The Weekly Reflektion 50/2021

Our intuition is an important factor in making sense of the world around us in particular how we interpret information and make decisions. Sometimes however our intuition fails us.

The probability of two people in a group have the same birthday

Do you sometimes take shortcuts to reach a view on problems you are facing?

A football match is 22 people running around after a ball with a 23rd person trying to ensure the game progresses according to the rules. When you are watching do you ever wonder what the probability of two of these 23 people having the same birthday. With 365 (or perhaps 366) days in the year what are the chances? Most people estimate the probability as being low and few answer that it is over 10%. Some people think of 23 divided by 365 (6%) to get a ballpark estimate. The actual answer is 50.7%. This probability riddle is often called ‘the Birthday Paradox’. The point is that it is not intuitive that the answer will be greater than 50%.

The mental shortcut of 23 divided by 365 is a typical heuristic. Heuristics are mental shortcuts that help us solve problems and learn new concepts. Researchers Amos Tversky and Daniel Kahneman who wrote the book Thinking, Fast and Slow introduced three types of heuristics, representativeness, availability, and anchoring. The numbers 23 and 365 are available and they anchor our thoughts. The division calculation represents our awareness that we need to divide a number by another number to come with a probability.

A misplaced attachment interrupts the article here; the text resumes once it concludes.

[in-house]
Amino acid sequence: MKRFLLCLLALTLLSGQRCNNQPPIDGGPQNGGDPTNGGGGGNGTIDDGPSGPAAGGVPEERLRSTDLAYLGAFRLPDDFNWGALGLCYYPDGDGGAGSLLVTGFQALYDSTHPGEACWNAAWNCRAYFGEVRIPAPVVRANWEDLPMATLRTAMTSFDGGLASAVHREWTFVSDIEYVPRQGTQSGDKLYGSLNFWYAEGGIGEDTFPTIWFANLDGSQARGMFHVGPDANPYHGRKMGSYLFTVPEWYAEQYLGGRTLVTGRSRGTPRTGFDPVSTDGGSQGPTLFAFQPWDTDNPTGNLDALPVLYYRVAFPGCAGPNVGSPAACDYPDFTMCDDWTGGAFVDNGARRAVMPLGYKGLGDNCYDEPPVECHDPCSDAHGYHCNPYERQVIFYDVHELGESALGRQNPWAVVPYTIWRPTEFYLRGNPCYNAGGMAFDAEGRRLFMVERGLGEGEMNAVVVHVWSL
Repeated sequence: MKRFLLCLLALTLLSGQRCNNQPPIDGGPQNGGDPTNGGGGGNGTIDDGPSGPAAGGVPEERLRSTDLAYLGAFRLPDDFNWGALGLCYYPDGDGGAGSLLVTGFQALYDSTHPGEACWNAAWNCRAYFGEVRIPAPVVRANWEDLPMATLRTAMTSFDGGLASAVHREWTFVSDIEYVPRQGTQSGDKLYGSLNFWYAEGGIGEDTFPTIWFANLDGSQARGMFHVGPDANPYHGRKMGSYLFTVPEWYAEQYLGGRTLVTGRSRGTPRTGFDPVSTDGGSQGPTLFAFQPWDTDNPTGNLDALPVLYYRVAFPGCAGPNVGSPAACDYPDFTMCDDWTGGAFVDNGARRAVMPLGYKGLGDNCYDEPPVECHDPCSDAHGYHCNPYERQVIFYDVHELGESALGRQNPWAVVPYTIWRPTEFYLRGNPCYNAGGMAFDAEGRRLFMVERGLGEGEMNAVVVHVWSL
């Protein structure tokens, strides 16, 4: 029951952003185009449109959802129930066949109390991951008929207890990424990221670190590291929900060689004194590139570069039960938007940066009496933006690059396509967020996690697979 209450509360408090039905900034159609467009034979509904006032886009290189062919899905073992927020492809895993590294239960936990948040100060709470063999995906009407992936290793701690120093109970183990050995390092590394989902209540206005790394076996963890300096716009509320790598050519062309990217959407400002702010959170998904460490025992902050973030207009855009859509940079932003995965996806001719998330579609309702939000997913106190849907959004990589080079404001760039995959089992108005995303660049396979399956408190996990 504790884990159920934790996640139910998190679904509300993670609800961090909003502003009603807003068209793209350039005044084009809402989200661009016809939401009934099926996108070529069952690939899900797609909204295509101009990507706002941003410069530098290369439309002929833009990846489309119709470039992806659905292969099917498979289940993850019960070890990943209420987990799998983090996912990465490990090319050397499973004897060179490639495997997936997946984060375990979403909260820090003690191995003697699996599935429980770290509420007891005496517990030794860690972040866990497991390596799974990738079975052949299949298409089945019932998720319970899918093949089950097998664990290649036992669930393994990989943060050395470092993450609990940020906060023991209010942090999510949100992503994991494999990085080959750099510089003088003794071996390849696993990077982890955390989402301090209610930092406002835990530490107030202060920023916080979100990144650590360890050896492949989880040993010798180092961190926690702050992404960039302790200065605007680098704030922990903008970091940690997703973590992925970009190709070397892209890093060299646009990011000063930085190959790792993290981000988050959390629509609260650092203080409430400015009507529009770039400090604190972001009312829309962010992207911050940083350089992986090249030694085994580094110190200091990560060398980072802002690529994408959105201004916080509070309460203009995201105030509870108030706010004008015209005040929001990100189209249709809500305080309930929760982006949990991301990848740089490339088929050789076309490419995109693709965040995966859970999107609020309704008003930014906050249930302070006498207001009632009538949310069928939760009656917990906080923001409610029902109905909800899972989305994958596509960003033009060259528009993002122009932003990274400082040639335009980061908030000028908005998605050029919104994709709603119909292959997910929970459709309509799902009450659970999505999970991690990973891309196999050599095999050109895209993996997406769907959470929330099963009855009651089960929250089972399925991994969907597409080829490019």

We use heuristic processes all the time and we need them to make sense of complicated issues that we don’t have enough knowledge or time to understand. When it comes to prevention of Major Accidents then we should not become too reliant on heuristic processes. We cannot just seek out the signals that confirm our perception that things are OK. We cannot just ask questions that lead to answers that we want to hear. 

Did the senior management at BP use heuristic processes when they were assessing the safety at their refineries before the Texas City disaster in 2005? Was the impact of cost cutting fully considered? Were the management at Townsend Thoresen using heuristic processes when assessing safety on board their cross-channel ferries before the capsize of the Herald of Free Enterprise in 1987? What about the practice of sailing before the bow doors were closed? What heuristic processes were the senior management at NASA using when they considered the Space Shuttle program as operational when they sent a teacher into space on Challenger in 1986? Did they really believe the technical challenges with the rocket ‘O’ rings were solved?

At Reflekt we try to encourage people to turn questions around and get people to see situations from a different perspective and to consider other contexts. With the Birthday Paradox the estimate can be influenced by framing the question in a different way. Start with asking what is the probability of 365 people in a room all having different birthdays? Very, very low. Gradually reduce the number of people, 200, 100, 50 and then 25. People generally see a pattern that more reflects the probability as shown in the above figure. Do you turn your questions around to get a different perspective?

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